Delila Ames / The Miscellany News

The one in the middle of my back is my last name in Chinese, Chang, and me and all of my cousins got it together. The two words on my shoulders are “Familia siempre” because I’m half Chinese and half Mexican, and my mom was kind of jealous that I didn’t have anything that represented my Mexican side. We were supposed to get matching tattoos of those two words on our shoulders, and then she chickened out after I got mine, and so I have them now and she doesn’t.I didn’t tell my parents about the first one; I thought they would be mad. Then I showed them like three months later and they said, “Oh we knew you got one, we saw your debit card transaction.” When we were younger, my mom said tattoos were horrible, but now that I have them, she’s changed her mind because they have sentimental value. – Clare Basler-Chang ’22

Delila Ames / The Miscellany News

The reason is a bit of a bummer. My rib cage was an area that I would self-harm when I was younger. While there weren’t a lot of visible scars in the area, I would look in the mirror and see this really terrible sign. I wanted to put something pretty there so that when I look at it, I’ll always see something beautiful. I don’t want to forget that it did happen, but I also don’t want a sad reminder. I picked a chrysanthemum specifically because there’s this book called “Chrysanthemum” that I really liked when I was a kid. It was about this little mouse who hated her name and was bullied at school, and then her teacher had a daughter and named her Chrysanthemum. And my name isn’t like super unique, but my mom would read it to me and say “Your name is unique.” – Miriam Cubstead ’22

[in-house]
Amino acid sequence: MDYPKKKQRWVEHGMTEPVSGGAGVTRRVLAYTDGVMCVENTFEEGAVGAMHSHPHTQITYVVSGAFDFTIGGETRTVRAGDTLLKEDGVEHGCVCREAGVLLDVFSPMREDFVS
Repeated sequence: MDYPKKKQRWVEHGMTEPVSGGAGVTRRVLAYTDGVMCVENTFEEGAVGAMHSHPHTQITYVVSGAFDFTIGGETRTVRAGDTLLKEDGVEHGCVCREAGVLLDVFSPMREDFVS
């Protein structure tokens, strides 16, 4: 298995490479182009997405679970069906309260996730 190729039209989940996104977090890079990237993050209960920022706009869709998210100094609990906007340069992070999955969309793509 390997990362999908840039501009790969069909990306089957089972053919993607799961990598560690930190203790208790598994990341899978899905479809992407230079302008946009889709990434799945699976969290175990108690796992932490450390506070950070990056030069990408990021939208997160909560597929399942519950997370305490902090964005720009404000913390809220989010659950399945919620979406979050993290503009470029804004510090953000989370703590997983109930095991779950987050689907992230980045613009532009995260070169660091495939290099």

Delila Ames / The Miscellany News

My neighborhood I’m from is called Diamond Heights, so I figured I could do some sort of tribute to where I’m from. I actually drew it, and the artists resized it to make sure the lines wouldn’t bleed. My parents would definitely be a little grossed out when I talked to them about tattoos before I ever got one, asking, like, why would you ever do that to your body? I didn’t tell them initially—I told them probably a month after for both of them, and at first they were shocked, but then they didn’t really care. – Nathan Logan ’22

Delila Ames / The Miscellany News

I danced for 14 years of my life. I was a big ballet girl, and my favorite role was Rose in the Nutcracker, so that’s why it’s a rose. So that role kinda changed my life. I loved to dance, but then I gained some weight from birth control and I came here thinking that I’d be able to get into a company. But, I had gained weight so I didn’t get into a company, and dance broke my heart. I’ve had a rocky past with dance, and it’s kind of made me hate my body. Then last year I got this, and the petals are falling off because I felt like my love of dance was fading—but it’s representative of a stage in my life where I wanted it on me forever so I could always remember it. – Adriana DeLuca ’22

Delila Ames / The Miscellany News

It’s two circles overlapping, like a Venn diagram. The middle part, the union, is shaded in. It’s two matching pieces; my mother got the same piece, but has the outside shaded in. It fits together, one full piece. She’s on the outside, protecting me, and I’m in the middle. My mom completes me and I complete her. – Eamon Geraghty ’22